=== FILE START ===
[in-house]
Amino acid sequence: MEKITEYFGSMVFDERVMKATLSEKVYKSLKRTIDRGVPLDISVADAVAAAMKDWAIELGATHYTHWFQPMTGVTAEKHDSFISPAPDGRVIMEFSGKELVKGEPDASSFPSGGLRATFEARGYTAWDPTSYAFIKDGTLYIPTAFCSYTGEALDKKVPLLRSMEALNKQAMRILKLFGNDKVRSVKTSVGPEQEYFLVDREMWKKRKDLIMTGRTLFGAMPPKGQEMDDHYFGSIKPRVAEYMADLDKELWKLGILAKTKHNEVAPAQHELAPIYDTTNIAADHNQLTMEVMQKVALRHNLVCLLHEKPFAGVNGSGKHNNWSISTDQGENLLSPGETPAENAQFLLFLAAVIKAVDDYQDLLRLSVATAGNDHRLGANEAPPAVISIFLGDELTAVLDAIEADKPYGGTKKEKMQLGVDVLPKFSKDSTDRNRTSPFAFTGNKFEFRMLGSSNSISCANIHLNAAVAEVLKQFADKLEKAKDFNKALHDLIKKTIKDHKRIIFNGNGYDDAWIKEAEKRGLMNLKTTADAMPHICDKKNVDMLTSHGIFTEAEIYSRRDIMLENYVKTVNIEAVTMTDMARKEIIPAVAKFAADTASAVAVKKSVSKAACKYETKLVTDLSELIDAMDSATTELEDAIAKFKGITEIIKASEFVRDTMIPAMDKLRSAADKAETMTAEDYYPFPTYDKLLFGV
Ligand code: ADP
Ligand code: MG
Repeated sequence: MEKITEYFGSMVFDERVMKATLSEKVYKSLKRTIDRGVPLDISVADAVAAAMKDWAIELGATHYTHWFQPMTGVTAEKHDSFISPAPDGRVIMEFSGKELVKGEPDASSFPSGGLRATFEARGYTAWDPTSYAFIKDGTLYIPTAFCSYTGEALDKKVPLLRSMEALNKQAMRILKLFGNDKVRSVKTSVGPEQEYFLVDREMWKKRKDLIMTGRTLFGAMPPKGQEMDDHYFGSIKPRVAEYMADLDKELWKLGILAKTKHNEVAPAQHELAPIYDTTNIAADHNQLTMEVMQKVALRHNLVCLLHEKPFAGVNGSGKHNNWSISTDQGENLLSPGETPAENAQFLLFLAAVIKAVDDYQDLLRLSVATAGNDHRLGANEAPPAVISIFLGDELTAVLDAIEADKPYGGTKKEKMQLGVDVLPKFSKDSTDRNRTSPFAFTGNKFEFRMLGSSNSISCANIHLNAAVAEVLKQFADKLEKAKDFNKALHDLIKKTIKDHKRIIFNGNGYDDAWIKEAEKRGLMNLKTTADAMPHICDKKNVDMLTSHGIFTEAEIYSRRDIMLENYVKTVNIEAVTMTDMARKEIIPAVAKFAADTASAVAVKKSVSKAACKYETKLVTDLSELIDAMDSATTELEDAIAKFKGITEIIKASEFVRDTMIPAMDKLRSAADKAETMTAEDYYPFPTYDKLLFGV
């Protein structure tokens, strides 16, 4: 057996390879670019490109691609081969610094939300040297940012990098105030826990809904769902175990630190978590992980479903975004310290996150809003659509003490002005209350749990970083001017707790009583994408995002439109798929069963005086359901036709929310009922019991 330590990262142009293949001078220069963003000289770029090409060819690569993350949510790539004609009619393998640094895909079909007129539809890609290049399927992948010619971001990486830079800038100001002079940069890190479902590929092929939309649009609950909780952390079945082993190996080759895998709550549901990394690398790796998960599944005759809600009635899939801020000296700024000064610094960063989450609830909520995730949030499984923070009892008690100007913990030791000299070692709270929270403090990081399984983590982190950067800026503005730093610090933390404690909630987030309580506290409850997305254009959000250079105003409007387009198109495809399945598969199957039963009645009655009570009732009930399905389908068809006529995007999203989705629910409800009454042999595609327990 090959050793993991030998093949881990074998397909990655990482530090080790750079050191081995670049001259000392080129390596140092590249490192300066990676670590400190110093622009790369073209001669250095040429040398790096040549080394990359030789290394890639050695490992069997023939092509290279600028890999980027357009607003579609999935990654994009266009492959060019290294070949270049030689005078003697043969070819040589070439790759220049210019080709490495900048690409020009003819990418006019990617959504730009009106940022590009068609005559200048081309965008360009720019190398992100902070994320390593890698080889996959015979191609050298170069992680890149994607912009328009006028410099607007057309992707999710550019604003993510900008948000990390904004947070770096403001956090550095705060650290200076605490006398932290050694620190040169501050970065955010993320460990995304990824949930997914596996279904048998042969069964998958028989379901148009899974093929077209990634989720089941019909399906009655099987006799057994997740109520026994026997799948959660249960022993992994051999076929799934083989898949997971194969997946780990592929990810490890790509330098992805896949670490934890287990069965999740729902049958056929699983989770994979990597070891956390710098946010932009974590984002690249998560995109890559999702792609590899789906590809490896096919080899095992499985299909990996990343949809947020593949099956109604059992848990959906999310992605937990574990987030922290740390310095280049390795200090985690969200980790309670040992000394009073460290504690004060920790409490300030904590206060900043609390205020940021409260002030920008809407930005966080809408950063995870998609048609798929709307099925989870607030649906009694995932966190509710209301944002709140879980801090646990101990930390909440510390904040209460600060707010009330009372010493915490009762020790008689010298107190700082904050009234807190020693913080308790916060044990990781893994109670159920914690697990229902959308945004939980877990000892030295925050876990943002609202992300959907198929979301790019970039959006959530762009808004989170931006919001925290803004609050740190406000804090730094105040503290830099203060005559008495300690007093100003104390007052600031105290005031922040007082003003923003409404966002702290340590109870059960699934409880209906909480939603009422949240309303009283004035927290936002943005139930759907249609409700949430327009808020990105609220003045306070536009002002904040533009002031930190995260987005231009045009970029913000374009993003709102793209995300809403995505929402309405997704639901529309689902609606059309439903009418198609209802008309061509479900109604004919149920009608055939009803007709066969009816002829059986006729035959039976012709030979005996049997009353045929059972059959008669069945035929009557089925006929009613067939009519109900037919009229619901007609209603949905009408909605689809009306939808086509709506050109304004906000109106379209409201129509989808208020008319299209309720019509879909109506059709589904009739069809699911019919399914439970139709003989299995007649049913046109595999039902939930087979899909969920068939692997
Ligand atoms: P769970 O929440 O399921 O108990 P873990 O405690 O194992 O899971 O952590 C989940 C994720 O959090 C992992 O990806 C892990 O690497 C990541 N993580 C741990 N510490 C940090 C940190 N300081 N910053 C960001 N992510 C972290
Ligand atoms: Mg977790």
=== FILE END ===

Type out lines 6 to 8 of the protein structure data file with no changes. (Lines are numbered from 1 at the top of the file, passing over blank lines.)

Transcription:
């Protein structure tokens, strides 16, 4: 057996390879670019490109691609081969610094939300040297940012990098105030826990809904769902175990630190978590992980479903975004310290996150809003659509003490002005209350749990970083001017707790009583994408995002439109798929069963005086359901036709929310009922019991 330590990262142009293949001078220069963003000289770029090409060819690569993350949510790539004609009619393998640094895909079909007129539809890609290049399927992948010619971001990486830079800038100001002079940069890190479902590929092929939309649009609950909780952390079945082993190996080759895998709550549901990394690398790796998960599944005759809600009635899939801020000296700024000064610094960063989450609830909520995730949030499984923070009892008690100007913990030791000299070692709270929270403090990081399984983590982190950067800026503005730093610090933390404690909630987030309580506290409850997305254009959000250079105003409007387009198109495809399945598969199957039963009645009655009570009732009930399905389908068809006529995007999203989705629910409800009454042999595609327990 090959050793993991030998093949881990074998397909990655990482530090080790750079050191081995670049001259000392080129390596140092590249490192300066990676670590400190110093622009790369073209001669250095040429040398790096040549080394990359030789290394890639050695490992069997023939092509290279600028890999980027357009607003579609999935990654994009266009492959060019290294070949270049030689005078003697043969070819040589070439790759220049210019080709490495900048690409020009003819990418006019990617959504730009009106940022590009068609005559200048081309965008360009720019190398992100902070994320390593890698080889996959015979191609050298170069992680890149994607912009328009006028410099607007057309992707999710550019604003993510900008948000990390904004947070770096403001956090550095705060650290200076605490006398932290050694620190040169501050970065955010993320460990995304990824949930997914596996279904048998042969069964998958028989379901148009899974093929077209990634989720089941019909399906009655099987006799057994997740109520026994026997799948959660249960022993992994051999076929799934083989898949997971194969997946780990592929990810490890790509330098992805896949670490934890287990069965999740729902049958056929699983989770994979990597070891956390710098946010932009974590984002690249998560995109890559999702792609590899789906590809490896096919080899095992499985299909990996990343949809947020593949099956109604059992848990959906999310992605937990574990987030922290740390310095280049390795200090985690969200980790309670040992000394009073460290504690004060920790409490300030904590206060900043609390205020940021409260002030920008809407930005966080809408950063995870998609048609798929709307099925989870607030649906009694995932966190509710209301944002709140879980801090646990101990930390909440510390904040209460600060707010009330009372010493915490009762020790008689010298107190700082904050009234807190020693913080308790916060044990990781893994109670159920914690697990229902959308945004939980877990000892030295925050876990943002609202992300959907198929979301790019970039959006959530762009808004989170931006919001925290803004609050740190406000804090730094105040503290830099203060005559008495300690007093100003104390007052600031105290005031922040007082003003923003409404966002702290340590109870059960699934409880209906909480939603009422949240309303009283004035927290936002943005139930759907249609409700949430327009808020990105609220003045306070536009002002904040533009002031930190995260987005231009045009970029913000374009993003709102793209995300809403995505929402309405997704639901529309689902609606059309439903009418198609209802008309061509479900109604004919149920009608055939009803007709066969009816002829059986006729035959039976012709030979005996049997009353045929059972059959008669069945035929009557089925006929009613067939009519109900037919009229619901007609209603949905009408909605689809009306939808086509709506050109304004906000109106379209409201129509989808208020008319299209309720019509879909109506059709589904009739069809699911019919399914439970139709003989299995007649049913046109595999039902939930087979899909969920068939692997
Ligand atoms: P769970 O929440 O399921 O108990 P873990 O405690 O194992 O899971 O952590 C989940 C994720 O959090 C992992 O990806 C892990 O690497 C990541 N993580 C741990 N510490 C940090 C940190 N300081 N910053 C960001 N992510 C972290
Ligand atoms: Mg977790």